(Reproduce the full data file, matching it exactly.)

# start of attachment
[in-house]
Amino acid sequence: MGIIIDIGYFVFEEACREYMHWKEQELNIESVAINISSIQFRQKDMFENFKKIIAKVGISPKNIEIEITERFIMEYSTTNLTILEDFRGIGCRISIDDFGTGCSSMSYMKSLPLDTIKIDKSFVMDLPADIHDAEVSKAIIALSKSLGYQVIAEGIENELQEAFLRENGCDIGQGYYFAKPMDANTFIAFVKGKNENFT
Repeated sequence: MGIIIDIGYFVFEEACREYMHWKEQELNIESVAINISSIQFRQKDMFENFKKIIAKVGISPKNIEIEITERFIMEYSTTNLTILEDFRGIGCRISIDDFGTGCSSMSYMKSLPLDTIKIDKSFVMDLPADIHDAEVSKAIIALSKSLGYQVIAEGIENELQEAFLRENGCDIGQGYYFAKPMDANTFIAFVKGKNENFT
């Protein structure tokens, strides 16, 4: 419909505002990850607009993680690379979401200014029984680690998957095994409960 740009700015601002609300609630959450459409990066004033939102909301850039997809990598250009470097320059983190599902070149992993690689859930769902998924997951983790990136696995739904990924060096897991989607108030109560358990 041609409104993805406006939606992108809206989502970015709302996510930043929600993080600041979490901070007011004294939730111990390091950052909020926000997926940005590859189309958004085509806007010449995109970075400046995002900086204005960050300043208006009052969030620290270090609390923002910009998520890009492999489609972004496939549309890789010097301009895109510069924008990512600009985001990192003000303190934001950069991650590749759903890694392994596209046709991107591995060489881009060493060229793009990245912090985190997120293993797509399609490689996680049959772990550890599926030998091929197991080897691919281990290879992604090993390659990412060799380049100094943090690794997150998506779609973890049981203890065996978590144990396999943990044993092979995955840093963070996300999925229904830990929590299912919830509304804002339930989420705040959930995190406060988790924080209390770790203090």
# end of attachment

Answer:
[in-house]
Amino acid sequence: MGIIIDIGYFVFEEACREYMHWKEQELNIESVAINISSIQFRQKDMFENFKKIIAKVGISPKNIEIEITERFIMEYSTTNLTILEDFRGIGCRISIDDFGTGCSSMSYMKSLPLDTIKIDKSFVMDLPADIHDAEVSKAIIALSKSLGYQVIAEGIENELQEAFLRENGCDIGQGYYFAKPMDANTFIAFVKGKNENFT
Repeated sequence: MGIIIDIGYFVFEEACREYMHWKEQELNIESVAINISSIQFRQKDMFENFKKIIAKVGISPKNIEIEITERFIMEYSTTNLTILEDFRGIGCRISIDDFGTGCSSMSYMKSLPLDTIKIDKSFVMDLPADIHDAEVSKAIIALSKSLGYQVIAEGIENELQEAFLRENGCDIGQGYYFAKPMDANTFIAFVKGKNENFT
């Protein structure tokens, strides 16, 4: 419909505002990850607009993680690379979401200014029984680690998957095994409960 740009700015601002609300609630959450459409990066004033939102909301850039997809990598250009470097320059983190599902070149992993690689859930769902998924997951983790990136696995739904990924060096897991989607108030109560358990 041609409104993805406006939606992108809206989502970015709302996510930043929600993080600041979490901070007011004294939730111990390091950052909020926000997926940005590859189309958004085509806007010449995109970075400046995002900086204005960050300043208006009052969030620290270090609390923002910009998520890009492999489609972004496939549309890789010097301009895109510069924008990512600009985001990192003000303190934001950069991650590749759903890694392994596209046709991107591995060489881009060493060229793009990245912090985190997120293993797509399609490689996680049959772990550890599926030998091929197991080897691919281990290879992604090993390659990412060799380049100094943090690794997150998506779609973890049981203890065996978590144990396999943990044993092979995955840093963070996300999925229904830990929590299912919830509304804002339930989420705040959930995190406060988790924080209390770790203090």